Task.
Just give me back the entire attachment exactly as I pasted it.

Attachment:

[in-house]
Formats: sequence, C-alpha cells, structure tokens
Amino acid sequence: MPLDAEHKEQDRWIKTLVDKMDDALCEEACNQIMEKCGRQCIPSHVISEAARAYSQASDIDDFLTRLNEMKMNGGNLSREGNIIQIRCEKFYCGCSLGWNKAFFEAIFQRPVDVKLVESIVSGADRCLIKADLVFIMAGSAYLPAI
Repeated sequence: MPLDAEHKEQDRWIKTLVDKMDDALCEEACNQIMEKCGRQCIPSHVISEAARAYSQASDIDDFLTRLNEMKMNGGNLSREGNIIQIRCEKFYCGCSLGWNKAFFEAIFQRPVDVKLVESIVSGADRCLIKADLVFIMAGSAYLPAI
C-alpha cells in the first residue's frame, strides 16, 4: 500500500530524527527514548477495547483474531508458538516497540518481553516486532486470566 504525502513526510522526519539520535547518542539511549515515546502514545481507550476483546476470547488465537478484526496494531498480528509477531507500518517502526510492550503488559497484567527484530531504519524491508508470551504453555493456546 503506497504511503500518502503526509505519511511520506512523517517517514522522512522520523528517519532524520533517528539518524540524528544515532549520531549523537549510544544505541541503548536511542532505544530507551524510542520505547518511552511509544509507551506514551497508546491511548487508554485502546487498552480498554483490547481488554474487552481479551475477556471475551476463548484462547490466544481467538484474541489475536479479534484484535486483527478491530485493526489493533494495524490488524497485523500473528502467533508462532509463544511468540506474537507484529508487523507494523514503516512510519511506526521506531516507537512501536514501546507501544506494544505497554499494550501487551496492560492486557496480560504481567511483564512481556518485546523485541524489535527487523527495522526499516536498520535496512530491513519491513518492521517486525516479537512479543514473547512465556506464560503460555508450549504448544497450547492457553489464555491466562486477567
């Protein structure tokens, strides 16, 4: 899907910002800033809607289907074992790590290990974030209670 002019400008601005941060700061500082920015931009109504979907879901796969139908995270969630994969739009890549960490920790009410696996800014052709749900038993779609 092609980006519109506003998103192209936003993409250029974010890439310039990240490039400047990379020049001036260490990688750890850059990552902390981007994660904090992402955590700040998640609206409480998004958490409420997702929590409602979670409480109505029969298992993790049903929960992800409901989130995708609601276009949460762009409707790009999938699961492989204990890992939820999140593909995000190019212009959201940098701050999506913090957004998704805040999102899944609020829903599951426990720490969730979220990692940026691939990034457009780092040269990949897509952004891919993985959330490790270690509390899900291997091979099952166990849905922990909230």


[in-house]
Formats: sequence, C-alpha cells, structure tokens
Amino acid sequence: MPLDAEHKEQDRWIKTLVDKMDDALCEEACNQIMEKCGRQCIPSHVISEAARAYSQASDIDDFLTRLNEMKMNGGNLSREGNIIQIRCEKFYCGCSLGWNKAFFEAIFQRPVDVKLVESIVSGADRCLIKADLVFIMAGSAYLPAI
Repeated sequence: MPLDAEHKEQDRWIKTLVDKMDDALCEEACNQIMEKCGRQCIPSHVISEAARAYSQASDIDDFLTRLNEMKMNGGNLSREGNIIQIRCEKFYCGCSLGWNKAFFEAIFQRPVDVKLVESIVSGADRCLIKADLVFIMAGSAYLPAI
C-alpha cells in the first residue's frame, strides 16, 4: 500500500530524527527514548477495547483474531508458538516497540518481553516486532486470566 504525502513526510522526519539520535547518542539511549515515546502514545481507550476483546476470547488465537478484526496494531498480528509477531507500518517502526510492550503488559497484567527484530531504519524491508508470551504453555493456546 503506497504511503500518502503526509505519511511520506512523517517517514522522512522520523528517519532524520533517528539518524540524528544515532549520531549523537549510544544505541541503548536511542532505544530507551524510542520505547518511552511509544509507551506514551497508546491511548487508554485502546487498552480498554483490547481488554474487552481479551475477556471475551476463548484462547490466544481467538484474541489475536479479534484484535486483527478491530485493526489493533494495524490488524497485523500473528502467533508462532509463544511468540506474537507484529508487523507494523514503516512510519511506526521506531516507537512501536514501546507501544506494544505497554499494550501487551496492560492486557496480560504481567511483564512481556518485546523485541524489535527487523527495522526499516536498520535496512530491513519491513518492521517486525516479537512479543514473547512465556506464560503460555508450549504448544497450547492457553489464555491466562486477567
């Protein structure tokens, strides 16, 4: 899907910002800033809607289907074992790590290990974030209670 002019400008601005941060700061500082920015931009109504979907879901796969139908995270969630994969739009890549960490920790009410696996800014052709749900038993779609 092609980006519109506003998103192209936003993409250029974010890439310039990240490039400047990379020049001036260490990688750890850059990552902390981007994660904090992402955590700040998640609206409480998004958490409420997702929590409602979670409480109505029969298992993790049903929960992800409901989130995708609601276009949460762009409707790009999938699961492989204990890992939820999140593909995000190019212009959201940098701050999506913090957004998704805040999102899944609020829903599951426990720490969730979220990692940026691939990034457009780092040269990949897509952004891919993985959330490790270690509390899900291997091979099952166990849905922990909230």